Program Write Up: Accion Emprendedora and Calder Exhibit

Danielle Kasper introduced our program presented by Alejandro Sanchez, a native of Colombiawho is the co-founder with Ignacio Torres in the United Statesof Accion Emprendedora  a movement founded  by Mr. Torres inChile. AE is a non-profit organization dedicated to small business development in areas of high social impact through training, technical assistance, and support services.

AE’s focus is on what they call micro-entrepreneurs primarily in the Hispanic community.  Micro, of course, means really really small. Of the approximately 40 thousand Hispanic owned businesses in the state only 11% of them have sales of $1 million and many of them only have one or two employees.

Back in the 90’s the author Michael Gerber authored a best selling business book called the E-Myth Revisited: Why Most Small Businesses Don’t Work and What to Do About It. The myth, according to Gerber was that most people who started a business were not really entrepreneurs. They were instead “technicians” who had a “entrepreneurial moment” when they thought they could take their skills and earn more on their own than they could working for someone else.  The vast majority stumble because they may know how to provide a service but know nothing about running a business.

Much is being made now about the fact that our recovery post recession has seen rising corporate profits and a rising stock market but an anemic rise in employment. Using technology companies are squeezing more productivity out of fewer employees and those that remain had better be educated and adaptable.  This has actually been going on for some time. Here in North Carolina when there was an effective push for better conditions for migrant farm workers, the tobacco growers began consolidating and mechanizing their businesses, eliminating many of the migrant jobs which were held by Hispanics.

The result is that there are many small businesses started by people that must create their own jobs, not just frustrated “technicians” working for larger companies. So, if your English language skills are limited and you don’t have the money or the time to go to college, what skill above all do you need to survive? Gerber would argue that if you are out there on your own, whether you are trying to run a framing crew, a lawn service, a food truck, a real estate practice or you earn your living as a psychic, if you want to survive you better know something about running a business.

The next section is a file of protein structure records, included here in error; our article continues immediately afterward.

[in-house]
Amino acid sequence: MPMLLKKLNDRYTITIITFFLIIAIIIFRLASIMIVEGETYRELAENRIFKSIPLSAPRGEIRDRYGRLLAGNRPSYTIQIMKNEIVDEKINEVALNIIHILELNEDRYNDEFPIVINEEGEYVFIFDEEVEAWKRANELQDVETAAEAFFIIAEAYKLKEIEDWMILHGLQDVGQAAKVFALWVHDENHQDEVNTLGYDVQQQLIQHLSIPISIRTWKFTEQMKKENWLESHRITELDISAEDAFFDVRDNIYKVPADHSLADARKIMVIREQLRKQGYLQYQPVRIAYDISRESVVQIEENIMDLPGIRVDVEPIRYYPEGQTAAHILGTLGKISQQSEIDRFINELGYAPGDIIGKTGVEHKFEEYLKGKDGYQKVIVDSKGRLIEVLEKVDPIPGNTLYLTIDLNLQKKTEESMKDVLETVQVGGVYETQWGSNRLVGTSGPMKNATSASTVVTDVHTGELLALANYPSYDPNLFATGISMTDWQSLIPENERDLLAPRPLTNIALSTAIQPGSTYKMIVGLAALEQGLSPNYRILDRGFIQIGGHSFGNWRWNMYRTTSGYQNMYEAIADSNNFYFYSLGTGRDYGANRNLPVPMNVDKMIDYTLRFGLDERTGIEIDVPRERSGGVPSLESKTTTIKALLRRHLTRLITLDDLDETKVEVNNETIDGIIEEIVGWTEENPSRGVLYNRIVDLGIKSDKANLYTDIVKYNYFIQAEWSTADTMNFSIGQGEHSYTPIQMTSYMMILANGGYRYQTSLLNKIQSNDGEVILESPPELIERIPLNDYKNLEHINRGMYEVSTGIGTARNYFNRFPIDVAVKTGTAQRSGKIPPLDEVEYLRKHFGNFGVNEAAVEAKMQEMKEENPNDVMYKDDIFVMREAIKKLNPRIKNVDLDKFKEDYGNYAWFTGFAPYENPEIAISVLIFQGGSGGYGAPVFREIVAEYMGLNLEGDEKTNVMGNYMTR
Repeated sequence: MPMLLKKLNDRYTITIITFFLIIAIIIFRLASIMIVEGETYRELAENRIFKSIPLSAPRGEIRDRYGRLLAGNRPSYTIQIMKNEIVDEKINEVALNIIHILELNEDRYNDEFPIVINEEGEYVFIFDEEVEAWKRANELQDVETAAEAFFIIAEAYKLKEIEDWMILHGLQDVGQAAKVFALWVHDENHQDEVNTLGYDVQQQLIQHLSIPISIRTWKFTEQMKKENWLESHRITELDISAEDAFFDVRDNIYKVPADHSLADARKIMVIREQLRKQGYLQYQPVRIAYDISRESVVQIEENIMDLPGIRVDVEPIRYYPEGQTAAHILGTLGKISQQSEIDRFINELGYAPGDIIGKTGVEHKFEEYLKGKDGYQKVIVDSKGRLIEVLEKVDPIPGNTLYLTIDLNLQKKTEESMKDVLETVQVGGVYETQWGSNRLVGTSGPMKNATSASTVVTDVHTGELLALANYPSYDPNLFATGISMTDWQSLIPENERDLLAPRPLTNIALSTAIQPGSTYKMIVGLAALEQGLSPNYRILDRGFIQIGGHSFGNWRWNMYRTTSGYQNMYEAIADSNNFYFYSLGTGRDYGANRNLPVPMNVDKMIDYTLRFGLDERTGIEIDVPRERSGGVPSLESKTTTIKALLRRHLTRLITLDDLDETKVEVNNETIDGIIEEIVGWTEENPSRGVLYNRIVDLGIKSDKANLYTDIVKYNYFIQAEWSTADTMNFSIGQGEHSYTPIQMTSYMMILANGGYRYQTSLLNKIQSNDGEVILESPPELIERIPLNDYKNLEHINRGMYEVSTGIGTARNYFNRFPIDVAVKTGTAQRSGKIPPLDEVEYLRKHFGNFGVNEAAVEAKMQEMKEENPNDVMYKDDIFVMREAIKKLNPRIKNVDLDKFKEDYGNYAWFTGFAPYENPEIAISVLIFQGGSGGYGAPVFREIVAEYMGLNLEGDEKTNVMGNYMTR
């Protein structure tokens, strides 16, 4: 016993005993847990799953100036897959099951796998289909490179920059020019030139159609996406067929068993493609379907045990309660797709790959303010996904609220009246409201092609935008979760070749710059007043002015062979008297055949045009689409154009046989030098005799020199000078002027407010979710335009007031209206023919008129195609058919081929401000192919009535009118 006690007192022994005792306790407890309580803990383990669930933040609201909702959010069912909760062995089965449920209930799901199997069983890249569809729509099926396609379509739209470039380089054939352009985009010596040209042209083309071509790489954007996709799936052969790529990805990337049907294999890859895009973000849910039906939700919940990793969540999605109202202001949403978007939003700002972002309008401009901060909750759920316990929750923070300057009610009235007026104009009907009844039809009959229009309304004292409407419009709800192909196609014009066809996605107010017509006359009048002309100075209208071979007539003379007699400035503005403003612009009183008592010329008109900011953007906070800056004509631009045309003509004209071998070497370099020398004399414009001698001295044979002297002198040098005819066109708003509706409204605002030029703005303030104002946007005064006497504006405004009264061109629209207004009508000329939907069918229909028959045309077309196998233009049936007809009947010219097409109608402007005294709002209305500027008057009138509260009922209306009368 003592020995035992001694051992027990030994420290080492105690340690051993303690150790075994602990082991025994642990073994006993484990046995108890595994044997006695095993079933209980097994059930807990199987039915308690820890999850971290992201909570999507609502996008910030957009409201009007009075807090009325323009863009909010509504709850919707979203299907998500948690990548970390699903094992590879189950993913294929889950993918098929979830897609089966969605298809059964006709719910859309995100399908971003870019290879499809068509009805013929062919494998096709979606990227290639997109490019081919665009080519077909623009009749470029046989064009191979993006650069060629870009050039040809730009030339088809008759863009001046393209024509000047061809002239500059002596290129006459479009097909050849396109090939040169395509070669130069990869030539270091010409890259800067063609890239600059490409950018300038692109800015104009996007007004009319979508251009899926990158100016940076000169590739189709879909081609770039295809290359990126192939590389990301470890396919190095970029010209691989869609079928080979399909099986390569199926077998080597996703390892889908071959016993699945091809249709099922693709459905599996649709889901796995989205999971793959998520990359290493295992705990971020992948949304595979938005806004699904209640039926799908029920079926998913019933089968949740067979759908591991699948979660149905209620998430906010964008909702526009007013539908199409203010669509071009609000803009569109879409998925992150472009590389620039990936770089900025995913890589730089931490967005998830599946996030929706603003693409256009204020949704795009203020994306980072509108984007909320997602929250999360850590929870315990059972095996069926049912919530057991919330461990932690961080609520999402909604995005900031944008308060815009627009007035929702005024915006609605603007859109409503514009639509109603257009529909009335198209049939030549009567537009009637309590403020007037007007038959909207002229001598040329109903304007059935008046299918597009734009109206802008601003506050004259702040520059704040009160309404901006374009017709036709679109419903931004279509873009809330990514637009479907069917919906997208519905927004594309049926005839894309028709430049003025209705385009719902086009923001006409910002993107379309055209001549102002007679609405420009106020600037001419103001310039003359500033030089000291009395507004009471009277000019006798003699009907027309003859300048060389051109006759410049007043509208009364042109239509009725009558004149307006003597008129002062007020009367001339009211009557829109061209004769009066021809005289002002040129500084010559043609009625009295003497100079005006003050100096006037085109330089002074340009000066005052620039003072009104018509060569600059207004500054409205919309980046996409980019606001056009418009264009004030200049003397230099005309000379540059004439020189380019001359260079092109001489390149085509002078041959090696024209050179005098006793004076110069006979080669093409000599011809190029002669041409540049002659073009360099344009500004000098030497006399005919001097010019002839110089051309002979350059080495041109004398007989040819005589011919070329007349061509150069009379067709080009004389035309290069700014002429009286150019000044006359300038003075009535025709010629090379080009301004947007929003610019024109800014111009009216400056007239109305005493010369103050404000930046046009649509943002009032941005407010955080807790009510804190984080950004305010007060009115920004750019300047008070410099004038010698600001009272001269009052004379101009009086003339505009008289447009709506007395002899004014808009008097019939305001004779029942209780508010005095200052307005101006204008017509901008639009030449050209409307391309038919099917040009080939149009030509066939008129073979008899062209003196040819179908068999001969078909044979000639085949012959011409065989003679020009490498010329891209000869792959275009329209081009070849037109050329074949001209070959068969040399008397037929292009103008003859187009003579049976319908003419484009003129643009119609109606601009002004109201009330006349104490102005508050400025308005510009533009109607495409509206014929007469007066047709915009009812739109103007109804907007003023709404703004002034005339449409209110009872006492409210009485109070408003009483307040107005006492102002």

The dilemma is that the people that most need help learning these skills are the ones that can least afford it. Mr. Sanchez confirmed this when he mentioned that they had to reduce the cost of their programs from a modest $120 to something far lower. AE has proven their model and helped over 4,000 micro businesses in Chile and have begun pilot programs in Peru, Guatemala and now Mr. Sanchez is leading the initial effort in the US.  Here they are supported by Duke University, El Centro Hispano and Rotarian Chris Gergen’s Bull City Forward but they need more. There is much more information about the organization and how to help on the website www.ae-usa.org.

Calder Exhibit at the Nasher

The main program was preceded by a short presentation on the current Calder Exhibit at the Nasher Museum on Duke’s Campus. Rotarian Kristen Greenaway introduced the Nasher’s Senior Curator Nancy Hanks for a quick overview of the exhibit.

Ms. Hanks enthusiasm for Calder’s Mobiles was obvious but she also shared how her appreciation for the works increased during the set up of the exhibit that revealed as much as anything the engineering skills of the artist.

The exhibit runs until June 17, 2012 and also includes the work of seven contemporary artists whose practices are bound to Calder’s legacy as a modern sculptor.

Submitted by Jay Zenner

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